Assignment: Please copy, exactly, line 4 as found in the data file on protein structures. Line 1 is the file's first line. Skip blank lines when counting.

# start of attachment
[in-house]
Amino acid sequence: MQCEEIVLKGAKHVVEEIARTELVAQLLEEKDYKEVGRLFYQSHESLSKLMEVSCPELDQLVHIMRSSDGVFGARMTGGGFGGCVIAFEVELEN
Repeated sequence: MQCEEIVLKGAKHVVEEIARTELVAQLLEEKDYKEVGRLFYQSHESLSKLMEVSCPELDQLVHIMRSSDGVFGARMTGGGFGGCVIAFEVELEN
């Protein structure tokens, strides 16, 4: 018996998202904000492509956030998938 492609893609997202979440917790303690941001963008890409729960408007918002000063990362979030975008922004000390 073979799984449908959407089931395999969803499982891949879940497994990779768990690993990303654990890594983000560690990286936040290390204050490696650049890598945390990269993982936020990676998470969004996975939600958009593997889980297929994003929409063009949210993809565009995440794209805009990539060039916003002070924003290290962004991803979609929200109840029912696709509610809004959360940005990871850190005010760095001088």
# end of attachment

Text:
């Protein structure tokens, strides 16, 4: 018996998202904000492509956030998938 492609893609997202979440917790303690941001963008890409729960408007918002000063990362979030975008922004000390 073979799984449908959407089931395999969803499982891949879940497994990779768990690993990303654990890594983000560690990286936040290390204050490696650049890598945390990269993982936020990676998470969004996975939600958009593997889980297929994003929409063009949210993809565009995440794209805009990539060039916003002070924003290290962004991803979609929200109840029912696709509610809004959360940005990871850190005010760095001088």